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Consistent. Principled. Action.

Saturday, October 18th, 2014

Hugely important discussion on Monday

Thank you for your prayers, cards and emails following my Dad’s death; you have been overwhelmingly kind and thoughtful.

There is a hugely important discussion in Commissioners Court on Monday.

The immediate issue is how to allocate the $21 million in county discretionary bond funds in the 2007 bond program. These funds were reserved for county use; they don’t include any funds originally allocated to city projects.

But this discussion will carry far beyond this $21 million; it could go a long way to determining the future of transportation funding in Collin County if the federal and state governments do not adequately fund transportation. If that is the case, elected county and city officials are realizing that either our past practices may be disrupted or our highways may be tolled. This reminds me of the 1964 Bob Dylan song, The Times They Are a-Changin’.

There are only three basic ways that we will get the funds to build the major transportation infrastructure (“on-system” highways built and maintained by TXDot) in our fast-growth county as we grow toward 2 million in population. The funding will be either, 1) adequate federal and state government funding, 2) tolls on all major highways, or 3) the county steps into the vacuum by increasing its funding for major highway construction and maintenance. And frankly, if the first doesn’t happen, it may be a combination of the second and the third.

The discussion on Monday will be about allocating the county discretionary bond funds to more traditional projects rather than holding them to leverage state dollars for our major highways. Traditional projects match local county and city funds, all out of your pocket, but don’t leverage many state dollars. “On-system” projects leverage four state dollars for every local dollar per the most likely TXDot funding categories.

On Monday, I will show the Texas Department of Transportation (TXDot) numbers that the percentage of non-toll-related local dollars that the county and our cities spent on “on-system” roads (TXDot roads), was less than 10 percent since 2007. A normal match per TXDot funding categories is 20 percent. Whatever the decision on Monday on the $21 million, the future local match to state dollars will necessarily increase once our huge advance payment from the North Texas Tollway Authority (NTTA) is exhausted. I will also show the impact of leveraging state dollars in the future.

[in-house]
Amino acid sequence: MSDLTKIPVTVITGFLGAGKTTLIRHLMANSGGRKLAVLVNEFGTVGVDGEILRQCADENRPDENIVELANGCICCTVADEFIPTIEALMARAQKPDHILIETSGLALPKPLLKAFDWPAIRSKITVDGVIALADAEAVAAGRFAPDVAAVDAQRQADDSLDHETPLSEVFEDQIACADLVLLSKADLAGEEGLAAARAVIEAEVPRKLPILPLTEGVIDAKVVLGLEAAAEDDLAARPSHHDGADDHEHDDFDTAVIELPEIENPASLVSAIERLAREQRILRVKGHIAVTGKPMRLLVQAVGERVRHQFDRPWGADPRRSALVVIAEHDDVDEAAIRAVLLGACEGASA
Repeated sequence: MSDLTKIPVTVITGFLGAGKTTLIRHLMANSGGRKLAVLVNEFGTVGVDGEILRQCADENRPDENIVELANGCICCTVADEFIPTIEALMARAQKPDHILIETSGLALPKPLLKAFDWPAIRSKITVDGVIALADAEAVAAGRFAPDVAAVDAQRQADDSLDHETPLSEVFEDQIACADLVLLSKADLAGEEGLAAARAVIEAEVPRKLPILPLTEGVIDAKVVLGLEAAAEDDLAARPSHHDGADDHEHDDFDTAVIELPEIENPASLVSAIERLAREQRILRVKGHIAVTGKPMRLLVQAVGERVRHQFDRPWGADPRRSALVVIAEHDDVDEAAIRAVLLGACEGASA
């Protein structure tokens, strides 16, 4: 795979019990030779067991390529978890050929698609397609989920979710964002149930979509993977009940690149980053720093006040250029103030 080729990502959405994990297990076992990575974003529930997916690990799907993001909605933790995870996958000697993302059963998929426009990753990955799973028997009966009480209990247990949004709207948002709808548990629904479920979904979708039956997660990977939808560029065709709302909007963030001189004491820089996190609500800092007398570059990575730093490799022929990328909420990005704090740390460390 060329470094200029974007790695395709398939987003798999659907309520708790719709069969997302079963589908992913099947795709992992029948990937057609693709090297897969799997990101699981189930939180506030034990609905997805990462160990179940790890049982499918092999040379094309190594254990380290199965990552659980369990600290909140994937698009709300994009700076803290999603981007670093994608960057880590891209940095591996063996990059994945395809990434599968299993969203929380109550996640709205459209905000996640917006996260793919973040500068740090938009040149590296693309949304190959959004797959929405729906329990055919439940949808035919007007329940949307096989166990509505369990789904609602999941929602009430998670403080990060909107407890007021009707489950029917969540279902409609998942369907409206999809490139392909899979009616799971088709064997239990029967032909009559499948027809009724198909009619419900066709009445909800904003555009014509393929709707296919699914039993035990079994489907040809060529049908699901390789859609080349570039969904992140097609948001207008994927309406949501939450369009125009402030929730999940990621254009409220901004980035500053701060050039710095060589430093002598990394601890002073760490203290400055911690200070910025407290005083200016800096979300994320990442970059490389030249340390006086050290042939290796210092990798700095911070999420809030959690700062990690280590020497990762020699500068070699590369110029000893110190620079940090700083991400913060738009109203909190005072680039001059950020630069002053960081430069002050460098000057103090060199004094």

I totally understand and sympathize with the letter that several mayors wrote this week (the letter wasn’t addressed to me), asking that the $21 million in county funds be allocated to our cities’ infrastructure. We all recognize that committing an abnormally large percentage of county tax dollars to “on-system” highways is not usual and may disrupt past practice of funding city projects. But if the federal and state governments don’t adequately fund our major highway construction and maintenance, county funds may be necessary, or we accept tolls. It’s that simple.

To recap recent events:

1) Many of our citizens have spoken loudly and clearly that they do not want our major highways to be tolled, especially US75. The Commissioners Court voted unanimously to oppose tolling the current HOV lane on US75. There is a well-organized local effort opposed to tolls and several state-wide candidates have come out against more toll roads.

2) The Regional Transportation Council (RTC) has indicated that they will again consider tolling the current HOV lane on US75 when the 2015 legislative session is completed.

3) Several mayors wrote asking that county discretionary bond funds go to city infrastructure. I expect to hear from some of our city leaders on Monday.

4) Frankly, many do not expect the federal and state governments to adequately fund transportation in 2015. That leaves us the choice between accepting tolls or committing more county tax dollars to the TXDot system.

The bottom line is that it behooves all of us to band together to encourage our state legislature to adequately fund the “on-system” transportation infrastructure in our fast growth county and for us to leverage every state dollar possible.

Otherwise it leaves us only tough choices.

Sincerely,
Keith

P.S. Tune in at 1:30 PM, Monday, October 20, to watch the discussion. http://collin.granicus.com/ViewPublisher.php?view_id=2

posted by Keith Self on October 18th, 2014 at 3:33 pm


 

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Rick Perry's 2009 State of the State Address, speaking about how Judge Self and his counterparts helped put Collin County's check register online.